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I'm looking to use Django on a shared host that's running an unknown version of CentOS. My main problem is trying to interface with a database. The server has MySQL installed, but not MySQL-python. I initially thought of suggesting running "yum install MySQL-python", but apparently the version of MySQL-python that's in the default repositories for CentOS is 1.2.1, and Django requires 1.2.1p2.

This requirement first started with Django 0.96. In the release notes, a deprecated interface called mysql_old was added for compatibility with older versions of MySQL-python. Last July this deprecated interface was unceremoniously dropped. The announcement of this change does not indicate a reason other than that it was old.

Is it possible to resurrect this old interface in Django 1.1? Have there been any changes to the database interface since then? What would be the danger in forcing Django to skip the version check and using 1.2.1? Is it possible to compile a later version on another machine and copy the files over to the host? What would I need to know in order to do that?

I also looked into SQLite, but CentOS ships with Python 2.4.3, and therefore would require the pysqlite2 extension, which (afaict) doesn't exist in the repository.

Everything could be solved by simply installing from source, but that's rather messy and I have a much smaller chance of convincing the company to do that than getting them to install something from the repository. I realize that it seems like I should just get a different host, but you'll have to trust me that I have my reasons to try to make this work.

note: I don't have any experience using CentOS or yum, so everything I've said about them is an informed guess. Please let me know if all I need to do is specify some settings or change repositories to get the updated versions of these packages. Thanks.

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I don't have permission to run yum I'm afraid, and I don't know if gcc is installed. Do you know of a way to compile MySQL-python on another machine and copy it to some spot in Python's sys.path on the host? –  Kyle Cronin Apr 21 '09 at 23:13
    
If you have sufficient permissions to run yum, you should be able to compile any arbitrary mysql-python version you like by downloading it and using 'python setup.py install' (configuring if necessary for the locations of the mysql libraries). If gcc isn't installed, use yum to install it. If the wrong version of python (etc) is installed, use yum or gcc to replace the whole stack as necessary :-) Try 'cat /etc/issue' to find out which version of CentOS you have. –  Jarret Hardie Apr 21 '09 at 23:16
    
Try typing gcc to see if it is installed –  Jarret Hardie Apr 21 '09 at 23:17
    
I know this is going to sound really bad but all I have is FTP access. I've been able to execute a few shell commands from within Python scripts that I call by hitting their URLs, but it doesn't always work and I obviously can't do anything interactive. I just checked and I get an error when I try to invoke gcc so I don't think that it's installed. Curiously, I get the following message when trying to invoke "yum -v install MySQL-python": –  Kyle Cronin Apr 21 '09 at 23:38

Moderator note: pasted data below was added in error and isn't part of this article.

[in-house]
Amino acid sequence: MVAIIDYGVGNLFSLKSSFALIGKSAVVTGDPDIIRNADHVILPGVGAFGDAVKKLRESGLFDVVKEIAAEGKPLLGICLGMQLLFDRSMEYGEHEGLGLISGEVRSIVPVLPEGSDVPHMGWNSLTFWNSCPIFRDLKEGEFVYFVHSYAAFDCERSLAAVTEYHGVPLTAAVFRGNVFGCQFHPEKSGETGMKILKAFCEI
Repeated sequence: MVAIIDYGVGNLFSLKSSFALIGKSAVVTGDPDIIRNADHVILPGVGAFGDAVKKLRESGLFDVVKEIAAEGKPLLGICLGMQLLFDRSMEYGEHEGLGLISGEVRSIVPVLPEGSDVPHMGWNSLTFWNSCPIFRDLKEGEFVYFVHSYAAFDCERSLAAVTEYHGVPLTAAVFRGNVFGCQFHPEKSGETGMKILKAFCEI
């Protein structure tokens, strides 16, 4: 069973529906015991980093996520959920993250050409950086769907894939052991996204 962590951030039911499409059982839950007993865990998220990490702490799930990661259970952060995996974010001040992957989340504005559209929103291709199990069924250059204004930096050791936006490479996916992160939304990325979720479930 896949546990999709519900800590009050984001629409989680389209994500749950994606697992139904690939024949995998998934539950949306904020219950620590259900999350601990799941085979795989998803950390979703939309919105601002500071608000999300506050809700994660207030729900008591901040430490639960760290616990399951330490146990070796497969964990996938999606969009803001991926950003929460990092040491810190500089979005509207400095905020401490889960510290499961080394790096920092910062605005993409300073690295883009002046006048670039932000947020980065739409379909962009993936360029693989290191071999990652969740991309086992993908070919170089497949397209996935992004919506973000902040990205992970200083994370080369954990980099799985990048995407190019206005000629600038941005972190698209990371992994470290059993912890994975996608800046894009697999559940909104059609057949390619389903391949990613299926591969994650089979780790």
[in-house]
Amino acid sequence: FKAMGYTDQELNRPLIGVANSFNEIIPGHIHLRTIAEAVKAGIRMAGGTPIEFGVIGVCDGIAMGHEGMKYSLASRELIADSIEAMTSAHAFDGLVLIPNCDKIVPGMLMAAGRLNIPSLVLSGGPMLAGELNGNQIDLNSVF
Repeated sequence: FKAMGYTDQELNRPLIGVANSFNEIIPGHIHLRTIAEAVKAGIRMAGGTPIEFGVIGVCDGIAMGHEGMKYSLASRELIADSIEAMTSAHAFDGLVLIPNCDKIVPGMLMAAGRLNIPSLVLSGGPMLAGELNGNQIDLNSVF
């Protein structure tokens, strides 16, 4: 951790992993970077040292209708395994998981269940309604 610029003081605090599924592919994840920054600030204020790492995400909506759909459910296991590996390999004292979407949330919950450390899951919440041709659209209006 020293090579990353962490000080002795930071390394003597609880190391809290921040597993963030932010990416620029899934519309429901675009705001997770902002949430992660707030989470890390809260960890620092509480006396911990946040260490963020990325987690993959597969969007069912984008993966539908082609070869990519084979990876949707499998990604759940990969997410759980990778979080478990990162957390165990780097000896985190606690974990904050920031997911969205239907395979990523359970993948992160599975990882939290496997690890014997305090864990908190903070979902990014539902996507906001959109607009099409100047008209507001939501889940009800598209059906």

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I set up a VM, installed CentOS 5.3 (x86), then compiled the latest MySQL-python, copied it over to my host and it seems to work. However, I don't recommend this approach to anyone else unless they are, like I was, completely out of other options. –  Kyle Cronin Apr 22 '09 at 3:14

2 Answers 2

You can actually manually install the mysql-python adapters without compiling anything, if you can't get a recent package from the centos repos. Just download the mysql-python tarball (from the sourceforge site). In the tar ball are all kinds of setup scripts, readme's, etc. You can either run the ez_setup file, the setup file, or, just copy the MySQLdb directory to somewhere in your pythonpath. I think on centos, /usr/lib/python2.4/site-packages/ works.

Good luck!

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I tried that at first, but MySQLdb needs a low-level driver that has to be compiled. However, compiling it in a VM and copying it over to my host seems to have done the trick. –  Kyle Cronin Apr 22 '09 at 11:38

You can install centos' package python-setuptools and then using easy-install in it you can install the latest version of mysql-python like this

easy_install mysql-python
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this only work if you have the pre-requisites (build headers for python and mysql) already installed. –  Burhan Khalid Aug 18 '12 at 0:37

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